JHALLY: Well, there are two issues here. One is diversity. Do you think diversity is a good thing to have in American media? The other issue is why hasn't this happened? That is an issue of power. Those are two separate questions. One is a question of value, the other is how you make it come about. There are more and more people who are starting to participate in collective movements and trying to bring about a different kind of culture. And I think education is the first step of that.

TWITCHELL: Well, I say more power to them. That is exactly what should be happening.

JHALLY: And that is what is happening. But do you recognize such a thing as power operating in the public sphere? Do you see that some people have more power than others and that not everyone can have their voice heard?

De Beers diamond commercial TWITCHELL: Here's where we differ. You see it as power coming from outside in. As if these corporate interests are over there doing things to us. I see it in a contrary way. I see a great deal of advertising and commercialism as being the articulated will of consumers rather than the air pumped out by commercial interests. Let's take an example where you seem to hold all the cards. Take De Beers' diamonds campaign. What is more ridiculous than the browbeating of men into buying utterly worthless hunks of stone to make Harry Oppenheimer and his descendants wealthy? Here's this company saying that if you want to be successful in courting women, it requires two months of your salary. Isn't this an example, from your point of view, of power from the outside compressing human freedom and desire? Yet as hideous as it is--and I think it the most hideous of advertising campaigns--there is something in it that speaks deeply to human beings in moments of high anxiety--namely, how to stabilize a frantic period of time. You stabilize it by buying something that all logic tells you is ridiculous and stupid, at a time in your life when you are the least able to afford it, when it is the most wasteful expenditure, and the cruelest exploitation in terms of how these stones are mined. And they're completely worthless. I mean, at least Nike makes good shoes! You would say, "Boy, I rest my case," but I say, "Is there any other explanation?" The explanation, I think, is the need to make ceremony, to fetishize moments of great anxiety. You can actually see them colonizing these moments later in life; now they're saying the ten-year anniversary or the twenty-year anniversary demands a whole new panoply of these otherwise worthless stones.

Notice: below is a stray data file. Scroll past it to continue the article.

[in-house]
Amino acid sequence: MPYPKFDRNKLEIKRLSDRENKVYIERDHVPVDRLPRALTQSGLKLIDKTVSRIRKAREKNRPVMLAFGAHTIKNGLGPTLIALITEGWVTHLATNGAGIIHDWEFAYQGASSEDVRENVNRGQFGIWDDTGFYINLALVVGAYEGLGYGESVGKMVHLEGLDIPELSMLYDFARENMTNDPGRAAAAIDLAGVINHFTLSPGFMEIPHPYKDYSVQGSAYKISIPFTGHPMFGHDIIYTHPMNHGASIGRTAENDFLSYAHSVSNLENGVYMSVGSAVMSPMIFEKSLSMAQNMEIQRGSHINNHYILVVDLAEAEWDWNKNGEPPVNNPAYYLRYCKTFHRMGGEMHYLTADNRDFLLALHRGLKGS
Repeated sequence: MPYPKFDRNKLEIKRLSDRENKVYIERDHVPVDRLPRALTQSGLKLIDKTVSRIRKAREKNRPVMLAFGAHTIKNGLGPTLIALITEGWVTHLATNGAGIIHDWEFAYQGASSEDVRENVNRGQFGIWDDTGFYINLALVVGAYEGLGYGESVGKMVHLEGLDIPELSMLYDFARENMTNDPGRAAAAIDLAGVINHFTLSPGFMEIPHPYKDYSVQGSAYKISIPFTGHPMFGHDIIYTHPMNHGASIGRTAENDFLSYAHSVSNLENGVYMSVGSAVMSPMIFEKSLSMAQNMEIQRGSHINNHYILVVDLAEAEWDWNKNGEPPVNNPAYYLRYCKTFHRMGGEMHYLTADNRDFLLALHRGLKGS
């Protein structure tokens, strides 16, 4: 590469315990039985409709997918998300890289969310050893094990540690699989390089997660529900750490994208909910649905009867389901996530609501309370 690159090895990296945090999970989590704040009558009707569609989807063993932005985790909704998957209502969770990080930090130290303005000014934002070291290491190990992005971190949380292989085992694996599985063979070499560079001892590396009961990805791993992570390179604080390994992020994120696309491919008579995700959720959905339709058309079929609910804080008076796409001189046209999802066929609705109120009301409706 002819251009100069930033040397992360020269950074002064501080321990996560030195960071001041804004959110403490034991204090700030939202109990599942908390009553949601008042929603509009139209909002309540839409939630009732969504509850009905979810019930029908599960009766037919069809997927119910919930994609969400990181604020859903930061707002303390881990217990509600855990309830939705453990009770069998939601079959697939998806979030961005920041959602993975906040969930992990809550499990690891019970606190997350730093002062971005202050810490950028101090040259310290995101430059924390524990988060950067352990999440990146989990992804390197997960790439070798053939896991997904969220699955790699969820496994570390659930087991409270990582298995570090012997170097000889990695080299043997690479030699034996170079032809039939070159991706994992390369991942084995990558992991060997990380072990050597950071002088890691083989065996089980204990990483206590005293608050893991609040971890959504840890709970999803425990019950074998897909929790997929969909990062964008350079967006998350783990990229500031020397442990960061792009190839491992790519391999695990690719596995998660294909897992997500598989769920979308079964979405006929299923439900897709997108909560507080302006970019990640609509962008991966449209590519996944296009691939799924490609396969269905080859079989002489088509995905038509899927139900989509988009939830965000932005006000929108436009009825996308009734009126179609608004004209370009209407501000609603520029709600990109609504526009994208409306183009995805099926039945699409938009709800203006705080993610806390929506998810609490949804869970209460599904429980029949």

"As hideous as [De Beers' diamond campaign] is, there is something in it that speaks deeply to human beings in moments of high anxiety--namely, how to stabilize a frantic period of time."
JHALLY: Sure, I agree with all of that. Advertising caters to deep human needs. People's relationship with objects is what defines us as human beings. The diamond example illustrates the power of advertising, but it's ultimately about how many goods are sold, which I don't think is a good way of measuring. Advertising can be powerful even if it never sells a product. The De Beers campaign means something to people who may never buy a diamond because it gives a particular vision of what love and courtship are about. I use this example in my class and people become outraged. In fact I've had students say "God, that's it, I'm never going to buy a diamond. They've tricked me into thinking that I've gotta have this." The De Beers example points to a number of things. One is how advertising works, by reaching deep-seated human needs. I don't call this manipulation. Capitalism works because in one sense it talks about real needs that drive people.

TWITCHELL: It's doing the work of religion.

JHALLY: Partly, yes. But it takes real needs and desires and says they are only satisfied by purchasing products. So what's real about advertising is its appeals. What's false about advertising is the answers it provides to those appeals.

TWITCHELL: But why not through objects?

Continued here